An un-resourceful mind state could be thoughts and feelings of uncertainty, fear, doubt, not good enough, not belonging, nervousness, anxiety, etc.
The question is, do you have an intention of having a resourceful mind state and are you able to access it before the gate drops and maintain it from staging til the end of the lap.
Emotional Fitness is about your ability to respond to things resourcefully vs responding un-resourcefully. For example, you just saw the moto board and it has all the fast names on the board, how do you respond? Are you defeated immediately, or are you energized and up for the challenge with an opportunistic attitude? Behavior flexibility is more about how well can you respond resourcefully, being flexible to look at things through an opportunistic filter.
When I think of character traits I also consider ones ability to practice discipline, dedication, effort and focus.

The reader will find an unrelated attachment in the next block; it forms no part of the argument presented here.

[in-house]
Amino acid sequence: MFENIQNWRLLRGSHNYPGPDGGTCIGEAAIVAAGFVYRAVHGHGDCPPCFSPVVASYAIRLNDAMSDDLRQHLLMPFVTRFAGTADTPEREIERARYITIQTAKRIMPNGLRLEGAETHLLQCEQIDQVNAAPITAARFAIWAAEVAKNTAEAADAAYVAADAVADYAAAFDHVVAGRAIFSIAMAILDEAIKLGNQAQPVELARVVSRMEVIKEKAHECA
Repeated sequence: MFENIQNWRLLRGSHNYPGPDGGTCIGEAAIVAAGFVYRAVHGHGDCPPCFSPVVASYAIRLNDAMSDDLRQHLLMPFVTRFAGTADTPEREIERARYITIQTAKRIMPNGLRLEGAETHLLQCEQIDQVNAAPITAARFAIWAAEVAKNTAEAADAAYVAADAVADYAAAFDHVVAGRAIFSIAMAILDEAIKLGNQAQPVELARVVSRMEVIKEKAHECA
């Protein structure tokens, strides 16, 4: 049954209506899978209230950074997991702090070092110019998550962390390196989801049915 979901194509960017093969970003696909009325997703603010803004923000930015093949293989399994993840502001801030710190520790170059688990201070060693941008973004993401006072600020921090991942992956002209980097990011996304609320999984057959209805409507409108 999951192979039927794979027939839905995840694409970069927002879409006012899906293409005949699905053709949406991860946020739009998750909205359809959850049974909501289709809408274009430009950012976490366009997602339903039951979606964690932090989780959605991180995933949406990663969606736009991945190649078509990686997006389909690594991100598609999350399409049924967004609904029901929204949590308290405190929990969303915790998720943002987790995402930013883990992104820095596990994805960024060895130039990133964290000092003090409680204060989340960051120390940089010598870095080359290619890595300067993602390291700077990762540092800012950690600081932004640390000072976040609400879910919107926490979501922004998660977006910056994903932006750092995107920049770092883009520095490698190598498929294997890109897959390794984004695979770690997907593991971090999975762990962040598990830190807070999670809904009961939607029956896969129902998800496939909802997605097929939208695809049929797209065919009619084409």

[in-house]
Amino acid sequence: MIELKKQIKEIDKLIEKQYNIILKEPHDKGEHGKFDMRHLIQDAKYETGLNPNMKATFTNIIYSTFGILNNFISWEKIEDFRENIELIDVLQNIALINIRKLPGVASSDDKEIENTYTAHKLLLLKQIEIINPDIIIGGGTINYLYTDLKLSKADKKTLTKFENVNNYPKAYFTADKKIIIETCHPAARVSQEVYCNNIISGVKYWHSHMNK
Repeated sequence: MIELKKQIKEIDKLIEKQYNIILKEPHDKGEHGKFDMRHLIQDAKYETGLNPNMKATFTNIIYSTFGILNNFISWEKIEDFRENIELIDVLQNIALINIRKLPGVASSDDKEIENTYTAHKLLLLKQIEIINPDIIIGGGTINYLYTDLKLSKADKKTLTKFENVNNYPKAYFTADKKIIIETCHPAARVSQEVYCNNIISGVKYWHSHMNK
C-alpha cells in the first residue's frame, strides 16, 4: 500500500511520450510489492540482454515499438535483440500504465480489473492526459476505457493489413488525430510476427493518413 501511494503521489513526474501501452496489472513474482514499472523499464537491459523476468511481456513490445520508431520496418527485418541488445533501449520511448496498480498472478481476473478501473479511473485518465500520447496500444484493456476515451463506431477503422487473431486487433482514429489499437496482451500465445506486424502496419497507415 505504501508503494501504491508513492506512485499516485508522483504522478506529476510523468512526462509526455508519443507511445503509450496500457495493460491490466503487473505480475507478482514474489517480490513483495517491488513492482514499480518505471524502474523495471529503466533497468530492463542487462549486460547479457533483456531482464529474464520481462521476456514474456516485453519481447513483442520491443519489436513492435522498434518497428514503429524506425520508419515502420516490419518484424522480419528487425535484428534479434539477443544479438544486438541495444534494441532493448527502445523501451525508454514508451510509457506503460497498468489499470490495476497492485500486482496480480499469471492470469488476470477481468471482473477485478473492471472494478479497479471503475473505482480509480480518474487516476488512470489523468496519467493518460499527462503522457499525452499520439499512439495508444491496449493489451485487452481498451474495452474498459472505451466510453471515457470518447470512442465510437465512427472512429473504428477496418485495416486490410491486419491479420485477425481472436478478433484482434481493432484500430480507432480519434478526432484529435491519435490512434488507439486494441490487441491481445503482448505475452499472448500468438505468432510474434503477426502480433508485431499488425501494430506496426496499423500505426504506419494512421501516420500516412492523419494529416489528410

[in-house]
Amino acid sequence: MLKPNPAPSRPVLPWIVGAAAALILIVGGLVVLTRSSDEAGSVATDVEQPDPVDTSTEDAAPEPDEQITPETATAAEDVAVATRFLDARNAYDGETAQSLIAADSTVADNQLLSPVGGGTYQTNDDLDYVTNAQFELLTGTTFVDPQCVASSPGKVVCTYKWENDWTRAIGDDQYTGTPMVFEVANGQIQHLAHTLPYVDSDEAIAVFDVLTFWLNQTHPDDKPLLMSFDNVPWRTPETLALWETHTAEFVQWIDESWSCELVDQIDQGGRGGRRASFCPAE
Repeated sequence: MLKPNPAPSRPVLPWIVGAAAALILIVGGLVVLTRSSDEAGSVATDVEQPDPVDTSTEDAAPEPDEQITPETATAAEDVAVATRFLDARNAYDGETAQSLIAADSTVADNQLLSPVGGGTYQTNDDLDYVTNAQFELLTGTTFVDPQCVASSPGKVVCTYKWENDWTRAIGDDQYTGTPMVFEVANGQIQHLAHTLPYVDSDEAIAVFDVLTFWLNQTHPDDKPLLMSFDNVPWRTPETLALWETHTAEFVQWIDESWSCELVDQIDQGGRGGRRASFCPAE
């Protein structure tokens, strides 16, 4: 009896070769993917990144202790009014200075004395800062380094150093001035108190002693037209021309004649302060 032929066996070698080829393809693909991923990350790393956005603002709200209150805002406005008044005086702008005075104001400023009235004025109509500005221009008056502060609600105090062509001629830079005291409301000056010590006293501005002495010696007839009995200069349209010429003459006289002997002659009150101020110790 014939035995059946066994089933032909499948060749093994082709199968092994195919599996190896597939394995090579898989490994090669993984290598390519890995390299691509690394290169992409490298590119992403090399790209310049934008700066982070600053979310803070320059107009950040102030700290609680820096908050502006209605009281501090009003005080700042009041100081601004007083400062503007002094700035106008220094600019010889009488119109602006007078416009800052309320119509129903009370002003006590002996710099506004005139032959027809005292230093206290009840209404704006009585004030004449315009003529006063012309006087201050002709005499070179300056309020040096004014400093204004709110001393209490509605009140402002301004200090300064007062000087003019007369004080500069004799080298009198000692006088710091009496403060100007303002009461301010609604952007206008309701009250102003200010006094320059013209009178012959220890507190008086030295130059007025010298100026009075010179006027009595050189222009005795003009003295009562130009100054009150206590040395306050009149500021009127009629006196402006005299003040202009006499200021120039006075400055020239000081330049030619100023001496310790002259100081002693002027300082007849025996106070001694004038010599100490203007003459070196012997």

Some riders have no problems with their ability to show effort and dedication. Some are just halfway in rather than all in.
Usually this is a result of one or two things.
- Their purpose to race and compete isn’t strong enough. If this is the case, then they should revisit this.
- It could be that an athlete is gifted and things come easy to them and it’s not required of them to put in extra effort or to practice discipline, or they just don’t understand the value of putting in work, focus or dedication. This is where someone will need to teach them the importance of character traits.
For me, I have personally struggled in all of these areas throughout my Amateur and Professional career, and when I found myself working on all pillars at once the magic appeared. The consistency of the work elevated each pillar and the results were elevated. The biggest mistake I made and many other athletes make is that we think that once a pillar gets maxed out, we don’t need to work or maintain it. Working on the pillars is an infinite game - meaning, it doesn’t stop until you stop competing. The greatest racers, the greatest athletes are always working on the pillars.
Now, it’s time to get to work, and show up!